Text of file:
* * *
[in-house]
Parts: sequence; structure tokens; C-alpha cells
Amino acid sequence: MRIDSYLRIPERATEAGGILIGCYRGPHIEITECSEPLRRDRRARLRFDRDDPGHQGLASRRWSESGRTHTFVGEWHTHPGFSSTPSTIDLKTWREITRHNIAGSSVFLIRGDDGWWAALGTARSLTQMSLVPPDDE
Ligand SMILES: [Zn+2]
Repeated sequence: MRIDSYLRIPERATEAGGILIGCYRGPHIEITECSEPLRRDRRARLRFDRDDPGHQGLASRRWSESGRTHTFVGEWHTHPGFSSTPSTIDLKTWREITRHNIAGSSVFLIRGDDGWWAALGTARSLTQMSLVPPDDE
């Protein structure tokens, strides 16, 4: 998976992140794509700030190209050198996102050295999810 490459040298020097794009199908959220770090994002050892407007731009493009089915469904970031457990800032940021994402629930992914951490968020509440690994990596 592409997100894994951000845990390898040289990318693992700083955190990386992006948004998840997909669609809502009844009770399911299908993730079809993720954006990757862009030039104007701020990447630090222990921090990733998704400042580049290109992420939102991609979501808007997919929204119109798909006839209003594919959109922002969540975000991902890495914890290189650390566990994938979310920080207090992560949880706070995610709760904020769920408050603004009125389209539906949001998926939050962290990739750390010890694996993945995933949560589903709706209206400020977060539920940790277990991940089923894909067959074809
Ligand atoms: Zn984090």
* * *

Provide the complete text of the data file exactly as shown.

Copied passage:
[in-house]
Parts: sequence; structure tokens; C-alpha cells
Amino acid sequence: MRIDSYLRIPERATEAGGILIGCYRGPHIEITECSEPLRRDRRARLRFDRDDPGHQGLASRRWSESGRTHTFVGEWHTHPGFSSTPSTIDLKTWREITRHNIAGSSVFLIRGDDGWWAALGTARSLTQMSLVPPDDE
Ligand SMILES: [Zn+2]
Repeated sequence: MRIDSYLRIPERATEAGGILIGCYRGPHIEITECSEPLRRDRRARLRFDRDDPGHQGLASRRWSESGRTHTFVGEWHTHPGFSSTPSTIDLKTWREITRHNIAGSSVFLIRGDDGWWAALGTARSLTQMSLVPPDDE
């Protein structure tokens, strides 16, 4: 998976992140794509700030190209050198996102050295999810 490459040298020097794009199908959220770090994002050892407007731009493009089915469904970031457990800032940021994402629930992914951490968020509440690994990596 592409997100894994951000845990390898040289990318693992700083955190990386992006948004998840997909669609809502009844009770399911299908993730079809993720954006990757862009030039104007701020990447630090222990921090990733998704400042580049290109992420939102991609979501808007997919929204119109798909006839209003594919959109922002969540975000991902890495914890290189650390566990994938979310920080207090992560949880706070995610709760904020769920408050603004009125389209539906949001998926939050962290990739750390010890694996993945995933949560589903709706209206400020977060539920940790277990991940089923894909067959074809
Ligand atoms: Zn984090």